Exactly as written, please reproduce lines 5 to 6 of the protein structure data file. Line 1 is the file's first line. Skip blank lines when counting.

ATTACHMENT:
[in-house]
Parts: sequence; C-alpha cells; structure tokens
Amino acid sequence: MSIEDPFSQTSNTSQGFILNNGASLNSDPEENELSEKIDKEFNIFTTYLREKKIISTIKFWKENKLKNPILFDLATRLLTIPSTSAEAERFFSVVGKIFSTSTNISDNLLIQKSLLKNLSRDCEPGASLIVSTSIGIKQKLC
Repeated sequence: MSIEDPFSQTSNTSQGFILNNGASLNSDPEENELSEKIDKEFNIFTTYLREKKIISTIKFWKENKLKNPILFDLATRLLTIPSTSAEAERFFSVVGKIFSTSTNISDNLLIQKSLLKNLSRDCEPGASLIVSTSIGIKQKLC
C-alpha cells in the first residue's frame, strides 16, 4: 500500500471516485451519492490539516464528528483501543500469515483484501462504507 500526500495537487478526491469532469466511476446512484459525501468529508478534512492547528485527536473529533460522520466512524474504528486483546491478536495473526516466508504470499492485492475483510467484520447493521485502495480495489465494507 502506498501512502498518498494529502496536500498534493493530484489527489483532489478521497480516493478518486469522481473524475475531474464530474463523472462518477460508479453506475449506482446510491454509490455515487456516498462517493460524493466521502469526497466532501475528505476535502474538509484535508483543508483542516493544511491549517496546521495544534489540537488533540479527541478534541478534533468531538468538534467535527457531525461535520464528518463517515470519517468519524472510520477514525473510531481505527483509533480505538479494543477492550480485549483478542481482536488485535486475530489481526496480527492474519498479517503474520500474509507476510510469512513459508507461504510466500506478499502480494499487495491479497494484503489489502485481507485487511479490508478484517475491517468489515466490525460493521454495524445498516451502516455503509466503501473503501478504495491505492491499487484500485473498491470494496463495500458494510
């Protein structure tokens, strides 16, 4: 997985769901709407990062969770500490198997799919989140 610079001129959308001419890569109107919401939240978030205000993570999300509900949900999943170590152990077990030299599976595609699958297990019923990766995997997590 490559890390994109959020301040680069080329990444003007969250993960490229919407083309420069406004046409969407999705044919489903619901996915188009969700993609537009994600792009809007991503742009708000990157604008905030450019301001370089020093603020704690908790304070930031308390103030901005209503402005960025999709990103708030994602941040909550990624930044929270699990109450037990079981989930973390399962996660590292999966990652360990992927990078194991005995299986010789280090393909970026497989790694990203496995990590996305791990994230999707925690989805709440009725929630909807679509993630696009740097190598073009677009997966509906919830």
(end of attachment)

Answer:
C-alpha cells in the first residue's frame, strides 16, 4: 500500500471516485451519492490539516464528528483501543500469515483484501462504507 500526500495537487478526491469532469466511476446512484459525501468529508478534512492547528485527536473529533460522520466512524474504528486483546491478536495473526516466508504470499492485492475483510467484520447493521485502495480495489465494507 502506498501512502498518498494529502496536500498534493493530484489527489483532489478521497480516493478518486469522481473524475475531474464530474463523472462518477460508479453506475449506482446510491454509490455515487456516498462517493460524493466521502469526497466532501475528505476535502474538509484535508483543508483542516493544511491549517496546521495544534489540537488533540479527541478534541478534533468531538468538534467535527457531525461535520464528518463517515470519517468519524472510520477514525473510531481505527483509533480505538479494543477492550480485549483478542481482536488485535486475530489481526496480527492474519498479517503474520500474509507476510510469512513459508507461504510466500506478499502480494499487495491479497494484503489489502485481507485487511479490508478484517475491517468489515466490525460493521454495524445498516451502516455503509466503501473503501478504495491505492491499487484500485473498491470494496463495500458494510
């Protein structure tokens, strides 16, 4: 997985769901709407990062969770500490198997799919989140 610079001129959308001419890569109107919401939240978030205000993570999300509900949900999943170590152990077990030299599976595609699958297990019923990766995997997590 490559890390994109959020301040680069080329990444003007969250993960490229919407083309420069406004046409969407999705044919489903619901996915188009969700993609537009994600792009809007991503742009708000990157604008905030450019301001370089020093603020704690908790304070930031308390103030901005209503402005960025999709990103708030994602941040909550990624930044929270699990109450037990079981989930973390399962996660590292999966990652360990992927990078194991005995299986010789280090393909970026497989790694990203496995990590996305791990994230999707925690989805709440009725929630909807679509993630696009740097190598073009677009997966509906919830």